On top of which … a little village called Lytton, just a few villages up the Fraser Canyon from us, and battling a wildfire in the mountains nearby, broke its own temperature record three days in a row, finishing with 49.6°C (121°F) the day before yesterday. Yesterday afternoon (30th June) it burned to the ground. The entire village. The residents had 15 minutes to evacuate.

I’m a bit of a cry-er. I feel happy, I cry. I feel sad, I cry. I hear bagpipes, I cry. (I know, that one’s weird) I’ve been crying off and on all day.

It’s not necessarily a bad thing. I’d rather be teary than squish everything down, but it’s really, really, exhausting.

I need a cuppa tea.

My Bi-Annual Bloodletting, 2021-Style

Since my brush with cancer in 2013, I’ve had a blood-test every 6 months specifically to make sure my TSH hasn’t gone all squirrelly on account of not having a thyroid anymore, and the radiation therapy immediately proceeding its removal from my person.

Last year I escaped the bloodletting altogether. Our local hospital where I’d normally get such things taken care of didn’t want anything to do with me, and I certainly didn’t want anything to do with it.

I call 2020 the Year of Covid, and 2021 the Year of Consequences. Consequentially, last week I had my first blood-test since 2019, and because of this delay I was getting tested for everything I’d missed out on. Fasting was required.

(I don’t know about you but I find it a bit of a challenge to go out into the world after I’ve been crook for an extended period of time and I wasn’t completely myself after my vaccine shot)

This how it went down …

Clothes – Shoes and socks are weird.

In the car – OMG!!! Why is everyone driving so FAST?

At the hospital – Where’s my mask? Why won’t it fit properly? (trying to put the mask on over my glasses and my hearing aids) Also, I can’t breeeeeathe!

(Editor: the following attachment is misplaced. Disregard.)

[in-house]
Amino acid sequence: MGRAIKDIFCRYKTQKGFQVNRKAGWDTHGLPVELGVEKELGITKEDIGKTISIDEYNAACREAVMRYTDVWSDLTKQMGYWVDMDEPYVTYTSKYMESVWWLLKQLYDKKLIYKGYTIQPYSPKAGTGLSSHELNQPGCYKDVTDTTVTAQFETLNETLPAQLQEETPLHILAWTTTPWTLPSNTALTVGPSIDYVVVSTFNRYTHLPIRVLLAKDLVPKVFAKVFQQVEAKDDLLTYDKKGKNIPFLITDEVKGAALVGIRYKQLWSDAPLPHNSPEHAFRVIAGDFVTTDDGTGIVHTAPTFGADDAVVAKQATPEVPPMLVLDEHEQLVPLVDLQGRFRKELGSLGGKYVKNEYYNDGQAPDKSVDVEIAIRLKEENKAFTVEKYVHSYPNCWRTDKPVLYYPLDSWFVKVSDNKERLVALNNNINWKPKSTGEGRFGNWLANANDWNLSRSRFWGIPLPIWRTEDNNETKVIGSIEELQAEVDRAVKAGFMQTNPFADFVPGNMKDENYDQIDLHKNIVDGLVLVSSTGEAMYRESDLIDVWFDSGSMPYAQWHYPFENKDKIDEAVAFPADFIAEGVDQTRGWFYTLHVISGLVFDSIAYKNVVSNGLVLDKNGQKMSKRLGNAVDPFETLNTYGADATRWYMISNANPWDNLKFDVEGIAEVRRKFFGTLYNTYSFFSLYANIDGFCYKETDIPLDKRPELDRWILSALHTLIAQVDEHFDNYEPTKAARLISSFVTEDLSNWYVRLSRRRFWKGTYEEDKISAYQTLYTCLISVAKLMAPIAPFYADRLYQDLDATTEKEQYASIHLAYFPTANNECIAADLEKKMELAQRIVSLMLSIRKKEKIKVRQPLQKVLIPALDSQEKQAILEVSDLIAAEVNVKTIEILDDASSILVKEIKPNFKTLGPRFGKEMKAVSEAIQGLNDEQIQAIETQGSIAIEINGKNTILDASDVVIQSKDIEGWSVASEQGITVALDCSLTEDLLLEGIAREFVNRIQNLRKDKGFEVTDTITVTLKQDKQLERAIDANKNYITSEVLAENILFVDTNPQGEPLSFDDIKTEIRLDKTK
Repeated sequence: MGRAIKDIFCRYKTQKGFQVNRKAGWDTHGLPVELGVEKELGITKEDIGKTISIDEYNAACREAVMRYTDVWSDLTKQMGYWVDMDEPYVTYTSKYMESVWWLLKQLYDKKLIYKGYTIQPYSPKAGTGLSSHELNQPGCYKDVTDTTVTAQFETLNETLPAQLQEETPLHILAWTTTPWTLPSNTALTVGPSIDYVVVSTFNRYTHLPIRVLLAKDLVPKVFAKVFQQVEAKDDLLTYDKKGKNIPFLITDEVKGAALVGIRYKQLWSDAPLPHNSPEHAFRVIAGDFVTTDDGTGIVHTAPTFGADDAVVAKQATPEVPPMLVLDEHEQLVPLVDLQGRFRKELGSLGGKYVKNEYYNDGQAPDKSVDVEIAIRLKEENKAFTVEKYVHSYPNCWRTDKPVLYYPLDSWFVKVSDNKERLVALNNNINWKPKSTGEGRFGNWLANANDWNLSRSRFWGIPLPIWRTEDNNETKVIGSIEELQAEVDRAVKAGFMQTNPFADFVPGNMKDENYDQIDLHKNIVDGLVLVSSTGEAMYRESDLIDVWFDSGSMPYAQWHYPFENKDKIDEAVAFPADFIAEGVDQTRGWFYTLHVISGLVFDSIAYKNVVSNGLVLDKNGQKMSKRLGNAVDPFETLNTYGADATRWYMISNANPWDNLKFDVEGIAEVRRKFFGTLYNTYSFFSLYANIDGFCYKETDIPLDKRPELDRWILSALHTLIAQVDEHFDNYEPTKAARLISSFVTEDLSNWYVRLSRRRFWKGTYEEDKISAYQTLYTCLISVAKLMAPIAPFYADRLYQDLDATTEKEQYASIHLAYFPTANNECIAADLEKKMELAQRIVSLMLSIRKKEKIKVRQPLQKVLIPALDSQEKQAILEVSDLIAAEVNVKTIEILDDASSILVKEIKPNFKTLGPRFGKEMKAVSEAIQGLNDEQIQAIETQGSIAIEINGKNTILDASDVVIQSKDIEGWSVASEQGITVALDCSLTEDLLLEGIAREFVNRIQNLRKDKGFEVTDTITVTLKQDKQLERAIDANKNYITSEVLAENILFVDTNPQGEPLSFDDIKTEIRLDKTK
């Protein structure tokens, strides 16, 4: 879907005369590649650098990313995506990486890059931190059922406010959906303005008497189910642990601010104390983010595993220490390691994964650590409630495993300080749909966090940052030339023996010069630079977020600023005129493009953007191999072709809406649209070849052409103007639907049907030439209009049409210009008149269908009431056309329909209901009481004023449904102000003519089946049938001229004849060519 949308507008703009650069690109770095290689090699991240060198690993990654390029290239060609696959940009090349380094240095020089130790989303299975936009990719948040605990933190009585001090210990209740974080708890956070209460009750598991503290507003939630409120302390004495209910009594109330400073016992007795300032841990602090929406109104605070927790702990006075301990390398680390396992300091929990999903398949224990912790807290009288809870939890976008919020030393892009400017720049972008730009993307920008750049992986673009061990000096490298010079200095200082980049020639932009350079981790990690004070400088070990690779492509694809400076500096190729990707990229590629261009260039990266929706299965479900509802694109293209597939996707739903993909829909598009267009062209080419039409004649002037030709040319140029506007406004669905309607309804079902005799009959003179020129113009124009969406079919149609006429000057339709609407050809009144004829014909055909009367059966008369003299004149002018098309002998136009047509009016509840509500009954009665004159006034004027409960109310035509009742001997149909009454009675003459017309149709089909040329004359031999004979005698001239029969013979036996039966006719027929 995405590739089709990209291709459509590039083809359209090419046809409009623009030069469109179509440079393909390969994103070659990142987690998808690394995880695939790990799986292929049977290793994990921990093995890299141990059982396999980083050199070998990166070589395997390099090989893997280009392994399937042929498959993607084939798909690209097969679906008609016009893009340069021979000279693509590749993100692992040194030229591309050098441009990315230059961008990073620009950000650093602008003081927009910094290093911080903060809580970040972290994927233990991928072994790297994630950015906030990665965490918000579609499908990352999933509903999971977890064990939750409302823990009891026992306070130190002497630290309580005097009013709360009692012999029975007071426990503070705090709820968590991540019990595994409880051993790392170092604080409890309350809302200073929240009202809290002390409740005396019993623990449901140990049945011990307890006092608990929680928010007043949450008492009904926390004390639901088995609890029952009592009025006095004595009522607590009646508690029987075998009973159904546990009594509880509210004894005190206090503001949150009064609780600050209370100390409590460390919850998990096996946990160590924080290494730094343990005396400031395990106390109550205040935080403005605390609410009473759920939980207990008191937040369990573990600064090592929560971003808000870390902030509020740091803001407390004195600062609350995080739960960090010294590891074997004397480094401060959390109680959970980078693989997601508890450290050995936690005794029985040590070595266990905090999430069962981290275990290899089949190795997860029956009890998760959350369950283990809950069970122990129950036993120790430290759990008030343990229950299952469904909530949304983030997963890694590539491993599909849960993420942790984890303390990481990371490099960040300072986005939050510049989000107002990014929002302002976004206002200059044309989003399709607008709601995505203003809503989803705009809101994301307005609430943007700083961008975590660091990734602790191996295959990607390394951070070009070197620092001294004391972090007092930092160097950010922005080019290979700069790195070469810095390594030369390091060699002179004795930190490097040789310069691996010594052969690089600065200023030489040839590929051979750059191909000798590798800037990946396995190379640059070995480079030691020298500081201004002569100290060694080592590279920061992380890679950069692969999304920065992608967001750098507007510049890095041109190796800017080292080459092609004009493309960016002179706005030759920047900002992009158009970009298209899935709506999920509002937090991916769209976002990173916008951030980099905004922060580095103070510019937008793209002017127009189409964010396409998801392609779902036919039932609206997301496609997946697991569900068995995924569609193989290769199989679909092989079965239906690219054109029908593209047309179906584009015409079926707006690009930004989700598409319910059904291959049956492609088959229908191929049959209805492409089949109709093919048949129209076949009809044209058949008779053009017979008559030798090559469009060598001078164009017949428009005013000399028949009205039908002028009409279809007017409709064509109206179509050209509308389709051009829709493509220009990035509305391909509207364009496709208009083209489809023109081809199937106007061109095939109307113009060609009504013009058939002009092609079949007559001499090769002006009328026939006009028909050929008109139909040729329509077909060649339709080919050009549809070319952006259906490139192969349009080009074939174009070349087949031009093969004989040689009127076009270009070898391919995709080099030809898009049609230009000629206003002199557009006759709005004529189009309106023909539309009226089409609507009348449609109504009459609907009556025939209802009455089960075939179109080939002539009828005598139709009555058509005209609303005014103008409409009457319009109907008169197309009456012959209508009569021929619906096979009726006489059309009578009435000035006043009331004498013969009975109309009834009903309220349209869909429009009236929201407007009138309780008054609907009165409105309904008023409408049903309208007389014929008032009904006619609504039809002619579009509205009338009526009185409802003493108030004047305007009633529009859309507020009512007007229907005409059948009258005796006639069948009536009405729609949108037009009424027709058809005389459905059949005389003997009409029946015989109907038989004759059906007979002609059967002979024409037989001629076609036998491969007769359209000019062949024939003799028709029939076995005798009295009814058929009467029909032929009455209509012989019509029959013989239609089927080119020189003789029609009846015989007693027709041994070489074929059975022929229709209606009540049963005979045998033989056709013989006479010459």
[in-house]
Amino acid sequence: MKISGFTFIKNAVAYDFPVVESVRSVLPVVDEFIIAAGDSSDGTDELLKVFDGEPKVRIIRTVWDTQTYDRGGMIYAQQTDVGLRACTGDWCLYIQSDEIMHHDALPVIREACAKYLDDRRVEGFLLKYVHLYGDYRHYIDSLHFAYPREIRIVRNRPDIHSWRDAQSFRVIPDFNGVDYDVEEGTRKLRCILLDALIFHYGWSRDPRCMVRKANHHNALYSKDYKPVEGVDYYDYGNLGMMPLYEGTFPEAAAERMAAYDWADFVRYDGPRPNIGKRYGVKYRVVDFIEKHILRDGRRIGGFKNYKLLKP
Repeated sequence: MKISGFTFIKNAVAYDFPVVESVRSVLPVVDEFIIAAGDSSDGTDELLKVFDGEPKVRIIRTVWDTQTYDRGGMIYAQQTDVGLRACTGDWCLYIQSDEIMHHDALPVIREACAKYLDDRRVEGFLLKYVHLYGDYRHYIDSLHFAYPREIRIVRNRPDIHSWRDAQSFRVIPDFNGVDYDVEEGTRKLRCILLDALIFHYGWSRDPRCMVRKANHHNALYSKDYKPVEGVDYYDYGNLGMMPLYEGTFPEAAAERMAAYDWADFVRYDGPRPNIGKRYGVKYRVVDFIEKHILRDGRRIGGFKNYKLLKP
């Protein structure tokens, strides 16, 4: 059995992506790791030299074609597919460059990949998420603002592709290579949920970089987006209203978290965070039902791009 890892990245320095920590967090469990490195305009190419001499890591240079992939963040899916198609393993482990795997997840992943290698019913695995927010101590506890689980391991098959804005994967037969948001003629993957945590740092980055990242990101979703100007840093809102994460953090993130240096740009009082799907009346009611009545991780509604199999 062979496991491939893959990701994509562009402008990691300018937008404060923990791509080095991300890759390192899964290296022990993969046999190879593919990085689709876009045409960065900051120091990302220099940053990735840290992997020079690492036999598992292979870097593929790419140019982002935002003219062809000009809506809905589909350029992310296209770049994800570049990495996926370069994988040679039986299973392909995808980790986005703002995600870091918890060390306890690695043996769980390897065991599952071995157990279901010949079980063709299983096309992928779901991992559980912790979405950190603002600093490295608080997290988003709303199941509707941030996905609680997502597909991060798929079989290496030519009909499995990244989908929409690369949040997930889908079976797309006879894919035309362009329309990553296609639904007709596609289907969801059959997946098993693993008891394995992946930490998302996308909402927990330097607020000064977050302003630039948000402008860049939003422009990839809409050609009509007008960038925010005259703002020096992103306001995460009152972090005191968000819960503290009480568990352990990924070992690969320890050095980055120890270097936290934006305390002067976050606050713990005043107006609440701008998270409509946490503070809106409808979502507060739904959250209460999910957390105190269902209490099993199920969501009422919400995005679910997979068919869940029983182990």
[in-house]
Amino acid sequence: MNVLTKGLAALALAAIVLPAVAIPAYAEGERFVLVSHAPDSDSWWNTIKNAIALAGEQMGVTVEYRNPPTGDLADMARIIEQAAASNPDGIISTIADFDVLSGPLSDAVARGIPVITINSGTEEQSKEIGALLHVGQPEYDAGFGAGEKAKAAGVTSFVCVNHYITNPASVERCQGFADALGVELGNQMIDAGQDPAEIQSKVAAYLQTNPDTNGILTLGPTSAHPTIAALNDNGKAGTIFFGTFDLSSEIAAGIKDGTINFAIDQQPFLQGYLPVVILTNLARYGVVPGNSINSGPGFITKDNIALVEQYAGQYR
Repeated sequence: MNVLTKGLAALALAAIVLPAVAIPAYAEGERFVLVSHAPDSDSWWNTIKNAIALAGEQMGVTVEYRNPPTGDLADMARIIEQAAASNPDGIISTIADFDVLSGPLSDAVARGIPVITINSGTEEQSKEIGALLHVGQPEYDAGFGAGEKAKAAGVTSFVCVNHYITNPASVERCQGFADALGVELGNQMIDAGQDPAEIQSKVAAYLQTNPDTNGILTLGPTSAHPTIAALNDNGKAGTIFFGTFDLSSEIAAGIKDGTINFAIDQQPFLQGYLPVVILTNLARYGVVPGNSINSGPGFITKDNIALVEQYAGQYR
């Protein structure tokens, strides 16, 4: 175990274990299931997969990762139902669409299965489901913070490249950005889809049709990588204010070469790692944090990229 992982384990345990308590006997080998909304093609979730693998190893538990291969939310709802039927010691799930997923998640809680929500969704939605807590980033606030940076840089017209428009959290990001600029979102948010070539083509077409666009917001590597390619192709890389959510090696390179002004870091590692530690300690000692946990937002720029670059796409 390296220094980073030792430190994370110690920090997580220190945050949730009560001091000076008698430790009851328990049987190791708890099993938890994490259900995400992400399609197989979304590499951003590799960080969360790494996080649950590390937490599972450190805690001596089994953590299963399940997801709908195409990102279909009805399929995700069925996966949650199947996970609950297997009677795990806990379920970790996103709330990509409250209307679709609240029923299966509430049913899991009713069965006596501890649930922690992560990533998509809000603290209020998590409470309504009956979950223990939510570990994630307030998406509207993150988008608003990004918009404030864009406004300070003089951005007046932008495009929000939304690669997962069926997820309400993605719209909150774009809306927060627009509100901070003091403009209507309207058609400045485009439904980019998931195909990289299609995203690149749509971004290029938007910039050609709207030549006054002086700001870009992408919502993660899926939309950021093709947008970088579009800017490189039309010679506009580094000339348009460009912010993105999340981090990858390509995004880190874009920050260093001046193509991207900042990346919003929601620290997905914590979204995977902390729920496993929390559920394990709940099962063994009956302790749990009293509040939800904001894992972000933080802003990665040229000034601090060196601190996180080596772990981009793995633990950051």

Waiting room – I’m #82. The display is stuck on #75, and I haven’t had anything to eat or drink (except water) since yester-bloody-day!

Bloodletting – Just exactly how many vials of blood are you taking? (answer – 7)

Back in the car – Mrs Widds had packed a thermos of tea, made just the way I like it. I love her.

An ‘Interesting’ Week

I had …

… an, ‘oh gawd, I feel like I’m about to keel over’ reaction to my vaccine shot.

… a migraine cluster. (of the galaxy-busting variety – I rate them as planet, then solar system, then galaxy, then universe-busting)

… and at least more three layers of physically debilitating craptitude … that I won’t go into here because …

… I am done with this week!

The only saving grace was that my brain was still fully functioning-ish, and I managed a few hours of editing in every day. (my typo’s however are hilarious due to pain meds interfering with the connection between my brain – super slow, and my fingers – used to typing super fast)

Even with these delays, I still just might be able have the final product all tied up with a polka-dot bow by the end of June.